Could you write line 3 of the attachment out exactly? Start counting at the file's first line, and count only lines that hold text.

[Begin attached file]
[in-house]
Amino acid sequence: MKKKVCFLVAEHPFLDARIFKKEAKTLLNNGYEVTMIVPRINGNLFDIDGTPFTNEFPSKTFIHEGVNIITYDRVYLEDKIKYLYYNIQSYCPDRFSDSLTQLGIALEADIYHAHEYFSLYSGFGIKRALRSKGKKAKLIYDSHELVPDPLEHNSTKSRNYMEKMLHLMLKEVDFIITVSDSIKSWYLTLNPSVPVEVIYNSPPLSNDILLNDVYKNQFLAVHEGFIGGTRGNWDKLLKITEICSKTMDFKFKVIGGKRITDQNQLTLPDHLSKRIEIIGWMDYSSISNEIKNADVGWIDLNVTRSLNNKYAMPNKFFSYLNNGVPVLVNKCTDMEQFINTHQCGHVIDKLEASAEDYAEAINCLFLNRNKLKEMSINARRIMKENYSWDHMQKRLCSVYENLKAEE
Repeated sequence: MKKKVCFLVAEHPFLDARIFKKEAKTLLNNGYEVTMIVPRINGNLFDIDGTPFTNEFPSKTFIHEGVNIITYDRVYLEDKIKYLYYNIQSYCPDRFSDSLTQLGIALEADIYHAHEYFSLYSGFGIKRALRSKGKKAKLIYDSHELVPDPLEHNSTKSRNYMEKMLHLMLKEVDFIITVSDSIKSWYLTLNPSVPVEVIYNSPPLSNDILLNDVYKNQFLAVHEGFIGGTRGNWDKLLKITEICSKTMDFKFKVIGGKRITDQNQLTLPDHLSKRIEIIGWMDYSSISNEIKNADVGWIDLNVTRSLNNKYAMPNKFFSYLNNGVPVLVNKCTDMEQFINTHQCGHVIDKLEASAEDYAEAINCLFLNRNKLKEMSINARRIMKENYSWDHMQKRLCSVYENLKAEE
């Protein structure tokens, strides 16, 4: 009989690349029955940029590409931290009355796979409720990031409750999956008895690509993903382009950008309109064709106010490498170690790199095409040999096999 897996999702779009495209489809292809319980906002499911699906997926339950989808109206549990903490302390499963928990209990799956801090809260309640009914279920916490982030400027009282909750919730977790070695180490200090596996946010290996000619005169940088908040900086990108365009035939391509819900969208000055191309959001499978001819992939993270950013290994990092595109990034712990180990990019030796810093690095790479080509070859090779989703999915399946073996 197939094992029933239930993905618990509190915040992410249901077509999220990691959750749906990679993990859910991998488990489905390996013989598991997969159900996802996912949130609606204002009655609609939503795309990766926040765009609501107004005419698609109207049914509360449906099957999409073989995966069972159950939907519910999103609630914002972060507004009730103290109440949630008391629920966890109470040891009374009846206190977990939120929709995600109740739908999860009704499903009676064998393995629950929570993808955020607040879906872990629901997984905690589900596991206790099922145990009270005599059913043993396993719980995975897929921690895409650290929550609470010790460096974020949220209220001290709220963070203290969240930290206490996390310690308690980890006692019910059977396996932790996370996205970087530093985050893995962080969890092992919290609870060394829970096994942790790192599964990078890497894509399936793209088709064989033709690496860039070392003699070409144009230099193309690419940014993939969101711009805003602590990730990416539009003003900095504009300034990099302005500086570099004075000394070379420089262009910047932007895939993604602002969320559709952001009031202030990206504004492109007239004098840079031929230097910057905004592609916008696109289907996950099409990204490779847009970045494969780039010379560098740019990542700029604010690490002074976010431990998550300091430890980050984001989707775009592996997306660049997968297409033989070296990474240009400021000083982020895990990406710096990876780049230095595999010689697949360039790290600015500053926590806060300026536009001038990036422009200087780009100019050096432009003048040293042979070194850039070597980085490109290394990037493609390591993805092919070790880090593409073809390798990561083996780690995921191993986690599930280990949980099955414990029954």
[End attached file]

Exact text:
Repeated sequence: MKKKVCFLVAEHPFLDARIFKKEAKTLLNNGYEVTMIVPRINGNLFDIDGTPFTNEFPSKTFIHEGVNIITYDRVYLEDKIKYLYYNIQSYCPDRFSDSLTQLGIALEADIYHAHEYFSLYSGFGIKRALRSKGKKAKLIYDSHELVPDPLEHNSTKSRNYMEKMLHLMLKEVDFIITVSDSIKSWYLTLNPSVPVEVIYNSPPLSNDILLNDVYKNQFLAVHEGFIGGTRGNWDKLLKITEICSKTMDFKFKVIGGKRITDQNQLTLPDHLSKRIEIIGWMDYSSISNEIKNADVGWIDLNVTRSLNNKYAMPNKFFSYLNNGVPVLVNKCTDMEQFINTHQCGHVIDKLEASAEDYAEAINCLFLNRNKLKEMSINARRIMKENYSWDHMQKRLCSVYENLKAEE